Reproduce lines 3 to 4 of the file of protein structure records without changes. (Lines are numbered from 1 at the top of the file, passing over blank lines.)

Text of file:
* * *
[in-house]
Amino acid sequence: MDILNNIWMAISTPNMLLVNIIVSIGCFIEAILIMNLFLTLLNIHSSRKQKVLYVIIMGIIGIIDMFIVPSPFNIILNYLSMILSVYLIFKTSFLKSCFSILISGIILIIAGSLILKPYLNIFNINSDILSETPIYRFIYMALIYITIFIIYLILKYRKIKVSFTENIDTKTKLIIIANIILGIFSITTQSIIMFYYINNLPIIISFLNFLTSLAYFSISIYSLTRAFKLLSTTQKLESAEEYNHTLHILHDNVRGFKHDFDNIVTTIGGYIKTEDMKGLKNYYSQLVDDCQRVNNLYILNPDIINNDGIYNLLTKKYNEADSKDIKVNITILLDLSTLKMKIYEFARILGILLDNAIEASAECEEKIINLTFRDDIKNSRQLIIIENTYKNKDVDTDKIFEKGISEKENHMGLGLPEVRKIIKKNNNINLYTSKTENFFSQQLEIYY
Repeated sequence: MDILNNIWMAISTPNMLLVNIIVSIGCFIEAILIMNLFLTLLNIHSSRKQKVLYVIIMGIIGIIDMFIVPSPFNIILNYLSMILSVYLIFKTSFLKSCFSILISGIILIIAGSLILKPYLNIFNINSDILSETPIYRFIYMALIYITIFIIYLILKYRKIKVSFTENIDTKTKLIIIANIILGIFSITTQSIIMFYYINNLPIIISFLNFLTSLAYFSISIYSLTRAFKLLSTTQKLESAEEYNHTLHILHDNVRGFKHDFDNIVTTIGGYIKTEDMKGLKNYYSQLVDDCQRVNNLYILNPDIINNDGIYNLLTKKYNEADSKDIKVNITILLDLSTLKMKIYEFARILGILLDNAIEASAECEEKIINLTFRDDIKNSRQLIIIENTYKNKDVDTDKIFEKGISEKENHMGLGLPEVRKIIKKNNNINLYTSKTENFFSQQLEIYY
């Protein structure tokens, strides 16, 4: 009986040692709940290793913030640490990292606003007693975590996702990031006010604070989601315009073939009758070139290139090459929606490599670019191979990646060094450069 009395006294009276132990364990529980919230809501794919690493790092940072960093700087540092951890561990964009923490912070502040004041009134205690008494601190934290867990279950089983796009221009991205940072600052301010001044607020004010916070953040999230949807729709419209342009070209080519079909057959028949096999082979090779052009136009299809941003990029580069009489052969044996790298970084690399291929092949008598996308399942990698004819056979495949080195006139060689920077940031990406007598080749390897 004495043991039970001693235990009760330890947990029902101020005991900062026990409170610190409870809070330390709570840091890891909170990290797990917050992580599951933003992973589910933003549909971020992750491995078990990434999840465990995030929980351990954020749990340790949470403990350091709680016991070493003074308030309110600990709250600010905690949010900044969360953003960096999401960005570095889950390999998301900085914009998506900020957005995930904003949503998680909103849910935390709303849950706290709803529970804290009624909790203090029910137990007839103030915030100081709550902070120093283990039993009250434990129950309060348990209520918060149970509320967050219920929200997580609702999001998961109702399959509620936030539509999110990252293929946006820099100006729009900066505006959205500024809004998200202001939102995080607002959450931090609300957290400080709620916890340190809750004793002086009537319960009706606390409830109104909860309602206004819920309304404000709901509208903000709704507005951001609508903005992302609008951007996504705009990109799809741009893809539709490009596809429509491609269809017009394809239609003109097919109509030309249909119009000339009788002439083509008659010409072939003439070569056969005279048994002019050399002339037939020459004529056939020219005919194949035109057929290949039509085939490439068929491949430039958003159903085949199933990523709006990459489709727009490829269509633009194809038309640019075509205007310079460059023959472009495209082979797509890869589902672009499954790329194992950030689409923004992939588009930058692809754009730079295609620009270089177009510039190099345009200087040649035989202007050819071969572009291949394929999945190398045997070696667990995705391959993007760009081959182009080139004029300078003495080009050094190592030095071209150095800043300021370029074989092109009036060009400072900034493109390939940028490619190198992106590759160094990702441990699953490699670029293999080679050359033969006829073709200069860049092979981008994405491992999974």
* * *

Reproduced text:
Repeated sequence: MDILNNIWMAISTPNMLLVNIIVSIGCFIEAILIMNLFLTLLNIHSSRKQKVLYVIIMGIIGIIDMFIVPSPFNIILNYLSMILSVYLIFKTSFLKSCFSILISGIILIIAGSLILKPYLNIFNINSDILSETPIYRFIYMALIYITIFIIYLILKYRKIKVSFTENIDTKTKLIIIANIILGIFSITTQSIIMFYYINNLPIIISFLNFLTSLAYFSISIYSLTRAFKLLSTTQKLESAEEYNHTLHILHDNVRGFKHDFDNIVTTIGGYIKTEDMKGLKNYYSQLVDDCQRVNNLYILNPDIINNDGIYNLLTKKYNEADSKDIKVNITILLDLSTLKMKIYEFARILGILLDNAIEASAECEEKIINLTFRDDIKNSRQLIIIENTYKNKDVDTDKIFEKGISEKENHMGLGLPEVRKIIKKNNNINLYTSKTENFFSQQLEIYY
């Protein structure tokens, strides 16, 4: 009986040692709940290793913030640490990292606003007693975590996702990031006010604070989601315009073939009758070139290139090459929606490599670019191979990646060094450069 009395006294009276132990364990529980919230809501794919690493790092940072960093700087540092951890561990964009923490912070502040004041009134205690008494601190934290867990279950089983796009221009991205940072600052301010001044607020004010916070953040999230949807729709419209342009070209080519079909057959028949096999082979090779052009136009299809941003990029580069009489052969044996790298970084690399291929092949008598996308399942990698004819056979495949080195006139060689920077940031990406007598080749390897 004495043991039970001693235990009760330890947990029902101020005991900062026990409170610190409870809070330390709570840091890891909170990290797990917050992580599951933003992973589910933003549909971020992750491995078990990434999840465990995030929980351990954020749990340790949470403990350091709680016991070493003074308030309110600990709250600010905690949010900044969360953003960096999401960005570095889950390999998301900085914009998506900020957005995930904003949503998680909103849910935390709303849950706290709803529970804290009624909790203090029910137990007839103030915030100081709550902070120093283990039993009250434990129950309060348990209520918060149970509320967050219920929200997580609702999001998961109702399959509620936030539509999110990252293929946006820099100006729009900066505006959205500024809004998200202001939102995080607002959450931090609300957290400080709620916890340190809750004793002086009537319960009706606390409830109104909860309602206004819920309304404000709901509208903000709704507005951001609508903005992302609008951007996504705009990109799809741009893809539709490009596809429509491609269809017009394809239609003109097919109509030309249909119009000339009788002439083509008659010409072939003439070569056969005279048994002019050399002339037939020459004529056939020219005919194949035109057929290949039509085939490439068929491949430039958003159903085949199933990523709006990459489709727009490829269509633009194809038309640019075509205007310079460059023959472009495209082979797509890869589902672009499954790329194992950030689409923004992939588009930058692809754009730079295609620009270089177009510039190099345009200087040649035989202007050819071969572009291949394929999945190398045997070696667990995705391959993007760009081959182009080139004029300078003495080009050094190592030095071209150095800043300021370029074989092109009036060009400072900034493109390939940028490619190198992106590759160094990702441990699953490699670029293999080679050359033969006829073709200069860049092979981008994405491992999974």